OpenVZ/KVM Backup

Posted at January 2, 2017 at 9:03 pm by Stacey Talieres

While working on important information, changing files, or installing applications on a server, you always should be wary of issues. Always keep Murphy’s law in the back of your mind during these situations, “anything that can go wrong, will go wrong”. A major error can spell the demise of your data unless you have frequently backed up your server.

However, when you purchase a VPS with us, you will notice in your we have provided a tool to properly maintain your server. On a OpenVZ or KVM VPS, there is a tab called “Backups” that will allow you to ‘backup VPS’ or ‘download/manage backups’.

What’s unique about our backup system is that it takes snapshots of a VPS. When you hear the term snapshot, you may envision some type of photography, which in fact is similar to this concept. Instead of taking a full backup, which would require an enormous length of time, a snapshot allows us to take a backup of the current state of your server. Snapshots are useful because they let users make changes to many files.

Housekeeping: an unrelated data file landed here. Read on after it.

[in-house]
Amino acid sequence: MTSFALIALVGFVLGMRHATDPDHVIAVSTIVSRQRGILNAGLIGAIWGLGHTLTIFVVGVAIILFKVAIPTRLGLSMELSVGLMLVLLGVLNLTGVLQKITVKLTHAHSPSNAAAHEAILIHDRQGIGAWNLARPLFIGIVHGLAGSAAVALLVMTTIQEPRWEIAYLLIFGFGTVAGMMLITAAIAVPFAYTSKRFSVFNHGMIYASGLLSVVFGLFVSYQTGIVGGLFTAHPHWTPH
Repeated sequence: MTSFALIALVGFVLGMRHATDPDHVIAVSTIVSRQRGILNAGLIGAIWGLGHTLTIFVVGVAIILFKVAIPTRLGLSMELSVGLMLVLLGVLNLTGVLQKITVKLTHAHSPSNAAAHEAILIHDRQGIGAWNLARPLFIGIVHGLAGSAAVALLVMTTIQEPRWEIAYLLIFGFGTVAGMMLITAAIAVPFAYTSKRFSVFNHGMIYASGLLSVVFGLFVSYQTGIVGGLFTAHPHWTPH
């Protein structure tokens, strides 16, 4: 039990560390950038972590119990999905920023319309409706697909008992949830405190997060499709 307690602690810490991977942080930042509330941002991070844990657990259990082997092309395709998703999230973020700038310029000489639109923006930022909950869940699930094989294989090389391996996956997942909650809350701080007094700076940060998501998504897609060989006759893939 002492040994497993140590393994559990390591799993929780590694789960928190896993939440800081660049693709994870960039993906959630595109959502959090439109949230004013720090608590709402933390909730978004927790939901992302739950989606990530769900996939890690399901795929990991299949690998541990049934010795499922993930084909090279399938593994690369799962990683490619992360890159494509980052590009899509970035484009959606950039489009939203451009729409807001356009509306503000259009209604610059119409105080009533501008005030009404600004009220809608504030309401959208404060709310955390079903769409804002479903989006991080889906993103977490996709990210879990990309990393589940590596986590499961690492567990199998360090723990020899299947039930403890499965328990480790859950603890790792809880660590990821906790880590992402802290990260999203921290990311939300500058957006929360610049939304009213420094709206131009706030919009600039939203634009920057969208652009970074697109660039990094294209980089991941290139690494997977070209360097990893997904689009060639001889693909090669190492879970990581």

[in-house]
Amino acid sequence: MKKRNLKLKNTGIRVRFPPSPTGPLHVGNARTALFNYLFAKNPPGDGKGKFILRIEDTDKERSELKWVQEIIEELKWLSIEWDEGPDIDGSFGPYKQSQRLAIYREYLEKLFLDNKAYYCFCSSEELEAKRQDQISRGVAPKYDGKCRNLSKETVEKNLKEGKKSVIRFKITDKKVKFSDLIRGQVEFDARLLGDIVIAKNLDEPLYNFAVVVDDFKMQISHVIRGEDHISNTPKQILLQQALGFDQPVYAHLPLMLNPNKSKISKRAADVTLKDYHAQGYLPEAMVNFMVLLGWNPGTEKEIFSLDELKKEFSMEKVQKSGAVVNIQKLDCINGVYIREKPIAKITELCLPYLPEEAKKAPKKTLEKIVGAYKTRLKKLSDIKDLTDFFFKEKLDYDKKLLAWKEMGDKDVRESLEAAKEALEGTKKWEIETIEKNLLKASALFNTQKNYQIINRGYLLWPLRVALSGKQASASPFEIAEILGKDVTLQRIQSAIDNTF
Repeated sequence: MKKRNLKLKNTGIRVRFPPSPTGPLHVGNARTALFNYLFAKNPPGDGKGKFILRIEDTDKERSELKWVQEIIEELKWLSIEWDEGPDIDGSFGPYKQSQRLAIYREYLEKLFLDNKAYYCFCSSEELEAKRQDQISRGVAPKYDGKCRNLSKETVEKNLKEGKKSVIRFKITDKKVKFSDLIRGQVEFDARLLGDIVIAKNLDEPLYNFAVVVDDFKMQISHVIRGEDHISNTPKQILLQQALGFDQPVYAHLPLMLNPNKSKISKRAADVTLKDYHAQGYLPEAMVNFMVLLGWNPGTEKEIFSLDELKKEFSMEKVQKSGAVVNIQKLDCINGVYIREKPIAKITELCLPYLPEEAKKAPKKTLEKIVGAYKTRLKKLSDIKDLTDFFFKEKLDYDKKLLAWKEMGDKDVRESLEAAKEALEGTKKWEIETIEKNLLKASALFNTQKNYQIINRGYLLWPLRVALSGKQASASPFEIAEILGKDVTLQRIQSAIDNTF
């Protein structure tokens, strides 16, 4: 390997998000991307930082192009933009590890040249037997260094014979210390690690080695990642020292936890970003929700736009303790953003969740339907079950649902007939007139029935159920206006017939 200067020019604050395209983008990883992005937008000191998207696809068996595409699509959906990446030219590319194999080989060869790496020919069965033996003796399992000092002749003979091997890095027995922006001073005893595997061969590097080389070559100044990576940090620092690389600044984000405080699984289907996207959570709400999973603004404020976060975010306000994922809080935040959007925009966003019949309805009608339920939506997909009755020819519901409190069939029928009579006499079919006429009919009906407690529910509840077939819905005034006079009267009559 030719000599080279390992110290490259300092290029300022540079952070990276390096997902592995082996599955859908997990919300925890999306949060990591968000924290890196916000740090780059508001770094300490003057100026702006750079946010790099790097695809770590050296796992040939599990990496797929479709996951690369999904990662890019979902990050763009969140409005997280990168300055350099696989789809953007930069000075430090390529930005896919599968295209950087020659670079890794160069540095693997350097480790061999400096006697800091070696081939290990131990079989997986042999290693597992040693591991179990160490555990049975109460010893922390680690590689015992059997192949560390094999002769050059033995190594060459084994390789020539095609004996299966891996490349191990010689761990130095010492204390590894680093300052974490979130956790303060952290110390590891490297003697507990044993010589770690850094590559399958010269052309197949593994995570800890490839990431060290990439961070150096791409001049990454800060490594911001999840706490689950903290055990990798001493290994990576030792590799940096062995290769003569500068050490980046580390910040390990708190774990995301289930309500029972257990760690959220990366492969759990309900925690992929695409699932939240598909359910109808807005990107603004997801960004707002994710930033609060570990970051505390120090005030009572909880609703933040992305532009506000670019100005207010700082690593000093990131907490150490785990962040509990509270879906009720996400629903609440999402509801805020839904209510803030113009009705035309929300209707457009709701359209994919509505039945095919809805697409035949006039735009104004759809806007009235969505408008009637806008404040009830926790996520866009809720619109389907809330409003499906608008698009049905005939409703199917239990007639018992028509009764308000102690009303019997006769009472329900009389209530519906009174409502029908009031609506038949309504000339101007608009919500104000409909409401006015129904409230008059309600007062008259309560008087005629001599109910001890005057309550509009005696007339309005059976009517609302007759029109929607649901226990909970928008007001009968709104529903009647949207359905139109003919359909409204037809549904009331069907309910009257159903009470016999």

With your control panel if you have a OpenVZ or KVM VPS you can take up to four of these snapshot backups. As long as you make sure that you backup your VPS, you will never have to worry about losing your data because we use software known as OpenStack Object Storage aka Swift. If a server was to ever fail, information would never be lost as this software spreads data across different servers throughout a datacenter.

At InterServer we offer a OpenVZ VPS at the affordable price of $6 a month. Along your quest for the perfect VPS you may have certain criteria that you are looking for. If affordable price, secure backups, and optimal performance, are main factors then considering an OpenVZ or KVM VPS would most likely be the best fit for your needs.

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One Response to “OpenVZ/KVM Backup”

  1. Rod Roark says:

    Could you clarify how much backup storage is included with a basic VPS?

    Also I noticed an oddity when downloading a backup of my OpenVZ VPS. The size and filename in the transmitted HTTP headers indicated it was a tar.gz file, but what I got was an uncompressed tar file that was larger than the advertised size. Someone should probably take a look at that.


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